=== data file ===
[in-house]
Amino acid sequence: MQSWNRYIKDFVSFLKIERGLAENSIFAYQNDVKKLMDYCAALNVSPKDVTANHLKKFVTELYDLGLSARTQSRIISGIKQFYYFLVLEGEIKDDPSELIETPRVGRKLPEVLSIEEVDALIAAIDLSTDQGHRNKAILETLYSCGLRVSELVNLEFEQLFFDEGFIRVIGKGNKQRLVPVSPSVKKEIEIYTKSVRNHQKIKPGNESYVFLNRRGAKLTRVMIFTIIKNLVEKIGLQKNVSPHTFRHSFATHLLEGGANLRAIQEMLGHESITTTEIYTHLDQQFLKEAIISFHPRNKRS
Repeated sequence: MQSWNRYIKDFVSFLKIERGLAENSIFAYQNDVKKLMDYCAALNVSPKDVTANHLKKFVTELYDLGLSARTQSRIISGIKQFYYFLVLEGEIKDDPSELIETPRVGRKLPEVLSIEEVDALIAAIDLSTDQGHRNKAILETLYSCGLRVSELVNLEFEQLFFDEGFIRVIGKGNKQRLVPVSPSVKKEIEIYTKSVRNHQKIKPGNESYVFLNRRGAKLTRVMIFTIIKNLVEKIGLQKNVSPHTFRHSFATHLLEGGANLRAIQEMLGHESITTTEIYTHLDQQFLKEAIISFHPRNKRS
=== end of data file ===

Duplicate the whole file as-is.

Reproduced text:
[in-house]
Amino acid sequence: MQSWNRYIKDFVSFLKIERGLAENSIFAYQNDVKKLMDYCAALNVSPKDVTANHLKKFVTELYDLGLSARTQSRIISGIKQFYYFLVLEGEIKDDPSELIETPRVGRKLPEVLSIEEVDALIAAIDLSTDQGHRNKAILETLYSCGLRVSELVNLEFEQLFFDEGFIRVIGKGNKQRLVPVSPSVKKEIEIYTKSVRNHQKIKPGNESYVFLNRRGAKLTRVMIFTIIKNLVEKIGLQKNVSPHTFRHSFATHLLEGGANLRAIQEMLGHESITTTEIYTHLDQQFLKEAIISFHPRNKRS
Repeated sequence: MQSWNRYIKDFVSFLKIERGLAENSIFAYQNDVKKLMDYCAALNVSPKDVTANHLKKFVTELYDLGLSARTQSRIISGIKQFYYFLVLEGEIKDDPSELIETPRVGRKLPEVLSIEEVDALIAAIDLSTDQGHRNKAILETLYSCGLRVSELVNLEFEQLFFDEGFIRVIGKGNKQRLVPVSPSVKKEIEIYTKSVRNHQKIKPGNESYVFLNRRGAKLTRVMIFTIIKNLVEKIGLQKNVSPHTFRHSFATHLLEGGANLRAIQEMLGHESITTTEIYTHLDQQFLKEAIISFHPRNKRS